I think one thing we’ve got to keep our eye on is maintaining a strong board, maintaining a strong volunteer base, and I think the rest will come. The rest will come. There’s lots of work to be done.

1. The province of Ontario is almost 1 million square kilometres in size.
2. Southern Ontario is home to 12 million people, and 35% of Canada’s total population.
3. Ontario is 66% forested, representing 2% of the world’s remaining forests.
4. Ontario has approximately 85 billion trees, a size equivalent to Germany, Italy and the Netherlands.
5. While 81% of Ontario’s forests are on Crown Land, only 9% are within parks or protected areas.

Jennifer Henry is the Executive Director of KAIROS, an umbrella organization that unites Canadian churches and religious organizations to advocate for social change. KAIROS strives to be a prophetic voice in the public sphere, empowering the religious to live out their faith through action for justice and for peace.

I spoke with Jennifer at the KAIROS offices in Toronto, Ontario.

Faith communities believe that the impossible is possible. We hold to an incredible hope that things can be better that things must be better. I think we see our work as collaborating with God’s dream of justice. Because we know that what is intended for human beings, what’s intended for the Earth is well-being.

In the Bible in our sacred stories we have this notion of Jubilee. And it’s a notion that things get out of whack. Things become unequal, our relationship with the Earth is maybe not as we would want it to be. And so every fifty years you enact a Jubilee, where you essentially try to set things right. So you cancel debts that have been accumulated. You redistribute wealth. You rest the Earth in a profound way, and so it’s this notion of kind of a correction that needs to be done on a periodic basis to address the inequalities that have happened. And so the Jubilee movement lifted that idea off the pages and drew on it as kind of inspiration to propose that kind of global correction in the world at the time of the millennial change in 2000.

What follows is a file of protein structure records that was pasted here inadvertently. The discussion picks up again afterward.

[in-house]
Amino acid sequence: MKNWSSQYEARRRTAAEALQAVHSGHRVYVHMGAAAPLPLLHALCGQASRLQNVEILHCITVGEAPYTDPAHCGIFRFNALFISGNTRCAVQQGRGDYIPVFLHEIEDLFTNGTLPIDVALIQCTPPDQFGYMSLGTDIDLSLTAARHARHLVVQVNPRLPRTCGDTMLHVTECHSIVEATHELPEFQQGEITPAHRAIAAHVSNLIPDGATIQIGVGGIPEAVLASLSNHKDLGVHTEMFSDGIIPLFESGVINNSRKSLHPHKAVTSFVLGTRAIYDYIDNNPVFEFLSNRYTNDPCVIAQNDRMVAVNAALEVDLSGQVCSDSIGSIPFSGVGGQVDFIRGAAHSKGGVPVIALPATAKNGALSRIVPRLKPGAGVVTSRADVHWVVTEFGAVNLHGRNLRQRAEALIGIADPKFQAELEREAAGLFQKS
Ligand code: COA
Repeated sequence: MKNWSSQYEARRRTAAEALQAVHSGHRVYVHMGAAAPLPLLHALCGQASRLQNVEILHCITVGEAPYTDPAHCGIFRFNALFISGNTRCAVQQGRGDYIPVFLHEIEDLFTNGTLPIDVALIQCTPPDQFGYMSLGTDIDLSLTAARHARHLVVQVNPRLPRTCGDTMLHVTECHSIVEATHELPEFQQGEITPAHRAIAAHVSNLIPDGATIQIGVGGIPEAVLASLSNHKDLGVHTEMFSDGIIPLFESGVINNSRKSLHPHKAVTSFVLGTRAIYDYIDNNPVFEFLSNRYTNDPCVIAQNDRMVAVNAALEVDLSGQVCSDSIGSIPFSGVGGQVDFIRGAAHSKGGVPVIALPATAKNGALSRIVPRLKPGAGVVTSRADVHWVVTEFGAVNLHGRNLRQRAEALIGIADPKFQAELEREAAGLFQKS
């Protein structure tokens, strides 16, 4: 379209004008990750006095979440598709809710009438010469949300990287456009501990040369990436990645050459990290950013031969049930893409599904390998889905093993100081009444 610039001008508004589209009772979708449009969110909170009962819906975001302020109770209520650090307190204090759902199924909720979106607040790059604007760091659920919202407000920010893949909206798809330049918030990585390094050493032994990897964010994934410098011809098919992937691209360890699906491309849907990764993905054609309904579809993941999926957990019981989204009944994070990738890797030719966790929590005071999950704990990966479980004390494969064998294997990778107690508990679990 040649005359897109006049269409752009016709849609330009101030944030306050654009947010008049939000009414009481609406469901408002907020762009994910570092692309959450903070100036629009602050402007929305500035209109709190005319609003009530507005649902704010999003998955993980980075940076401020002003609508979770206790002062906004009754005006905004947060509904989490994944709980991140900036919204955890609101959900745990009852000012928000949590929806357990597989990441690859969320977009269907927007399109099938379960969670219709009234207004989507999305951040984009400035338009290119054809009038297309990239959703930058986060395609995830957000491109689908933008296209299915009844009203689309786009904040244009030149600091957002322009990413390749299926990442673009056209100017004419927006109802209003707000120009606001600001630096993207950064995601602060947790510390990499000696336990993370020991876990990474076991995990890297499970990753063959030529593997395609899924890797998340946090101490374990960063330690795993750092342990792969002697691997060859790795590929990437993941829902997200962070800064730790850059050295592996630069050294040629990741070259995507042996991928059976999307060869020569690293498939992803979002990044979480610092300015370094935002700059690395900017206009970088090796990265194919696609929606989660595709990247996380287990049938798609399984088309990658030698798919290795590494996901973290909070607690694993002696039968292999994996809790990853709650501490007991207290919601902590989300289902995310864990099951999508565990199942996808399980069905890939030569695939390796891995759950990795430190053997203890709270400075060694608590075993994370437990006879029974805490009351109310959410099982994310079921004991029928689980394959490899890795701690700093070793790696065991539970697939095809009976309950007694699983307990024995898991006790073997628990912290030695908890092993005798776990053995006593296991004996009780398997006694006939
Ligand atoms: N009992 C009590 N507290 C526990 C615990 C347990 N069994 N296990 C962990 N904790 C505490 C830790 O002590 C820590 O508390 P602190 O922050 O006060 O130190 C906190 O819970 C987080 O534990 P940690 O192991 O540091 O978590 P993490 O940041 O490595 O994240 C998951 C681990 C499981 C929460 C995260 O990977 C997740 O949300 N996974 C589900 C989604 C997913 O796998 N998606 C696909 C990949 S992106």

KAIROS is really committed to the work of indigenous rights, and to right relations between indigenous and non-indigenous people in Canada. And so the work right now is about giving urgency and momentum and attention to the Truth and Reconciliation Commission’s ninety-four calls to action. One of the things about social justice work and trying to make systemic change and structural change is it takes a long time. It can take decades to bring about the kind of change that we’re looking for. And on the issue of indigenous rights in Canada, indigenous rights relations, the church has been at this for forty years. And we are beginning now to see a kind of opening in the country to actually a possible change towards that reconciled relationship. It is a KAIROS moment. There is a possibility an opening that we could be a different country than the one that we have been.

We’re not involved in partisan politics. But we are involved in policy change. At a grassroots level many people in the churches help with giving direct and charitable support to people. But the church has to also be about addressing the problems that created those situations in the first place. And so that means we have to actually address structures and systems, we have to be engaged in the public sphere in policy change. Actually trying to address the situation that got folks there in the first place. And I think that, that’s our job, and it’s a challenging job, but we need to be about getting to the root causes of the issues. And that’s what KAIROS does.